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    I used Gauss law as follows: I am over the sheet, I take a sphere of radius r as Gaussian surface. Gauss law tells me that [itex]\int _{\partial \Omega } \vec E \cdot \hat n dS = \int _ \Omega 4\pi \rho dV[/itex]. In my case this implies that [itex]2\pi r^2 E=4\pi \cdot \pi r^2 \sigma \Rightarrow E=2\pi \sigma[/itex]. Ok I see I made a mistake, I had forgotten the flux of the other side of the sheet. Hmm this result still looks wrong. I would have made r tends to infinity but anyway my result doesn't depend on r so this wouldn't change. The problem of the result is that it tells me that the E field of a charged disk doesn't depend on the distance along its axis of symmetry...
     
  7. Apr 14, 2012 #6
    You can use the potential as potential is calculate using the electric field only. So you are using the above result.
     
  8. Apr 14, 2012 #7
    yes that is why it doesnt matter of you use the value of E correct or incorrect. But we should know how to calculate Electric field for infinte charge. Take a gaussian surfacd which is symmetrical to sheet i.e. A cuboid or a cyllinder
     
  9. Apr 14, 2012 #8

    fluidistic

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    I took a cylinder in my last post, not a sphere as I wrote.
     
  10. Apr 14, 2012 #9
    I dont think the statement for gauss law written by you is correct. I have never seen such a equation for gauss law in my physics books or any where else. Gauss law is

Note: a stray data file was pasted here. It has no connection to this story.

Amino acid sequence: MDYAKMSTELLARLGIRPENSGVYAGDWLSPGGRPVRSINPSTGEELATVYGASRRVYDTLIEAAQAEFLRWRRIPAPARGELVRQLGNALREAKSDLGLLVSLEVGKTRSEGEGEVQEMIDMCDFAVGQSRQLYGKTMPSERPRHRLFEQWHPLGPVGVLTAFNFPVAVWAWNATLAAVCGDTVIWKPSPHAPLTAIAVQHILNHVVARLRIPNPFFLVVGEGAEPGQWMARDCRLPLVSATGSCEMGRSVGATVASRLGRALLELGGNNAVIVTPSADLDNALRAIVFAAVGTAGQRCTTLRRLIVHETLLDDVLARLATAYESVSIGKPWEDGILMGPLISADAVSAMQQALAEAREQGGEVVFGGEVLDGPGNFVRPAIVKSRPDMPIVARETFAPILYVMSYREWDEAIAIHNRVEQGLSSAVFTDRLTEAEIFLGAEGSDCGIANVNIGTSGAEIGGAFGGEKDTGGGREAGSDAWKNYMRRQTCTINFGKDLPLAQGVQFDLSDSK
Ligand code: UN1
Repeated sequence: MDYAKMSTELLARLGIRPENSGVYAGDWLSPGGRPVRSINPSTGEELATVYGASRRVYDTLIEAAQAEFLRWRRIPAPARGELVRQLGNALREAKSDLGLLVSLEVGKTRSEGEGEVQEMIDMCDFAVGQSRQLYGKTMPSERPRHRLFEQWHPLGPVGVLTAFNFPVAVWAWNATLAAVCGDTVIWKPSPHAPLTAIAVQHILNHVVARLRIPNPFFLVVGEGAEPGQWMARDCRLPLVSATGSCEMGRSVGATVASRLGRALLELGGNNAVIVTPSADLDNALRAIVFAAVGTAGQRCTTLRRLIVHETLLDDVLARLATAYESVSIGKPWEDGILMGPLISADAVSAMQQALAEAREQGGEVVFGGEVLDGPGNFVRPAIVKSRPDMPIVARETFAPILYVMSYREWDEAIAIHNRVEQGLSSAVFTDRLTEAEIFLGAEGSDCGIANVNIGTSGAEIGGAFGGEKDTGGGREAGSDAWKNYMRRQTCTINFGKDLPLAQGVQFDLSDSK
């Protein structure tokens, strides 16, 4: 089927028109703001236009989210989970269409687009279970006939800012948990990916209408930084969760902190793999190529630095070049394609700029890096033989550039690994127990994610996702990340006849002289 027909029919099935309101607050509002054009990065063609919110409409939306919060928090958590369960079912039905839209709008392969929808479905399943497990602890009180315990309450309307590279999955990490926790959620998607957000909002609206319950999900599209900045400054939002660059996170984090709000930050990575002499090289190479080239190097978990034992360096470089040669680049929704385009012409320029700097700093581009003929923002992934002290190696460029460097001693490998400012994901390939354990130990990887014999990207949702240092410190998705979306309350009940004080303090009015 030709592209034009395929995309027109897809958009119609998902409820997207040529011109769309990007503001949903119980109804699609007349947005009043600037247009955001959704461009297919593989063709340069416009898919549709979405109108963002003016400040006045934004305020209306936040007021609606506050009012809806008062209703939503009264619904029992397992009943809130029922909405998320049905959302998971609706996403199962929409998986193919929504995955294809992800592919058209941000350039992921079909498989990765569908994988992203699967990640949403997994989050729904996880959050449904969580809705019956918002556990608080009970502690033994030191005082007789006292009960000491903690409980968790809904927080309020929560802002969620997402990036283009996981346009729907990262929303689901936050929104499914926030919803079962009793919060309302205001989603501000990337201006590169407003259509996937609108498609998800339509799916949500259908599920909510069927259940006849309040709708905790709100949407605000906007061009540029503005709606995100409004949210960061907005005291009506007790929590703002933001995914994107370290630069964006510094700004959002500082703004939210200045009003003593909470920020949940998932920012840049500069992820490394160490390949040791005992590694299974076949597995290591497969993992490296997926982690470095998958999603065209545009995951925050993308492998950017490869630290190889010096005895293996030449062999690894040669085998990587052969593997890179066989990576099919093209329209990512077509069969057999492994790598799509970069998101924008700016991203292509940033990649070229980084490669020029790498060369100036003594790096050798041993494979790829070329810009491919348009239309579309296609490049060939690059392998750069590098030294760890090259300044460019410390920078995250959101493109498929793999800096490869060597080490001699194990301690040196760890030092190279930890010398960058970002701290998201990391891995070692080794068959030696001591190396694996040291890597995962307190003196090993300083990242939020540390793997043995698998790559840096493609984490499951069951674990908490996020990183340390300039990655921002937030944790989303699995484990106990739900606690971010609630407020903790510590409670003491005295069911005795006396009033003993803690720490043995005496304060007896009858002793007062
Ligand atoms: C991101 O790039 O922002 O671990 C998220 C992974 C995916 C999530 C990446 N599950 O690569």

closed integral,E.dA= q/(epsilanot).

    There is no epsilanot in your equation . Use this and you will get E=
    sigma/epsilanot.

    Now you can take any surface. Take cuboid for simplicity.

    One more thing. You have to take the flux on one side only. On the other side it willbe zero as electric field inside a conductoris zero so is flux.
     
  11. Apr 14, 2012 #10
    In your eqn for gauss law, on the RHS (1/4pi*epsilanot) is missing. Multiply RHS by it and you will get right vale
     
  12. Apr 14, 2012 #11

    fluidistic

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    I'm confused somehow, I redo this.
    First of all, my professor uses a unit system where k=1 (not c=1 as I wrote in my first post, sorry for this error). So my "4 pi" is worth your 1/epsilon_0. I think they are called Gaussian units but I am not sure, my professor never mentioned them.
    [itex]k=\frac{1}{4\pi \varepsilon _0 }=1 \Rightarrow \underbrace {4 \pi }_{\text {mine} } = \underbrace { \frac{1}{\varepsilon _0} }_{\text {yours}}[/itex].